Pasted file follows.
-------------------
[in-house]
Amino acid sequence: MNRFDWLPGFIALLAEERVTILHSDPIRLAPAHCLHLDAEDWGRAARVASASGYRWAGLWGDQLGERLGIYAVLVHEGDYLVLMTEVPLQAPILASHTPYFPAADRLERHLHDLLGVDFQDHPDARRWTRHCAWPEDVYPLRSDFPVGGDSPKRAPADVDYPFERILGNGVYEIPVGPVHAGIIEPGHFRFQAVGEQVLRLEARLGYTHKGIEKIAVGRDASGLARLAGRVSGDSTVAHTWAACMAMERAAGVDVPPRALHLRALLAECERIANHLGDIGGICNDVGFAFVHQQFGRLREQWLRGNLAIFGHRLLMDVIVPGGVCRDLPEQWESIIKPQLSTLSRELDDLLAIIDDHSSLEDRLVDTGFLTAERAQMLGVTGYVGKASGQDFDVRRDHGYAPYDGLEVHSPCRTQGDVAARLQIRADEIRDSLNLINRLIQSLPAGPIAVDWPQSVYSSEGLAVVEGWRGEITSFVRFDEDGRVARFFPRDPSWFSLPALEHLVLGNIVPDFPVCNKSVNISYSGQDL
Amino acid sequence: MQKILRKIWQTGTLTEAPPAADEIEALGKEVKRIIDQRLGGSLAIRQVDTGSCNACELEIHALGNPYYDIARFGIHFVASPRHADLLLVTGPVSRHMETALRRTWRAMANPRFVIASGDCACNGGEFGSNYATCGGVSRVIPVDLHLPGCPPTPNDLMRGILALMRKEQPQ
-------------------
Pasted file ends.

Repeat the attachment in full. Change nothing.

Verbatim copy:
[in-house]
Amino acid sequence: MNRFDWLPGFIALLAEERVTILHSDPIRLAPAHCLHLDAEDWGRAARVASASGYRWAGLWGDQLGERLGIYAVLVHEGDYLVLMTEVPLQAPILASHTPYFPAADRLERHLHDLLGVDFQDHPDARRWTRHCAWPEDVYPLRSDFPVGGDSPKRAPADVDYPFERILGNGVYEIPVGPVHAGIIEPGHFRFQAVGEQVLRLEARLGYTHKGIEKIAVGRDASGLARLAGRVSGDSTVAHTWAACMAMERAAGVDVPPRALHLRALLAECERIANHLGDIGGICNDVGFAFVHQQFGRLREQWLRGNLAIFGHRLLMDVIVPGGVCRDLPEQWESIIKPQLSTLSRELDDLLAIIDDHSSLEDRLVDTGFLTAERAQMLGVTGYVGKASGQDFDVRRDHGYAPYDGLEVHSPCRTQGDVAARLQIRADEIRDSLNLINRLIQSLPAGPIAVDWPQSVYSSEGLAVVEGWRGEITSFVRFDEDGRVARFFPRDPSWFSLPALEHLVLGNIVPDFPVCNKSVNISYSGQDL
Amino acid sequence: MQKILRKIWQTGTLTEAPPAADEIEALGKEVKRIIDQRLGGSLAIRQVDTGSCNACELEIHALGNPYYDIARFGIHFVASPRHADLLLVTGPVSRHMETALRRTWRAMANPRFVIASGDCACNGGEFGSNYATCGGVSRVIPVDLHLPGCPPTPNDLMRGILALMRKEQPQ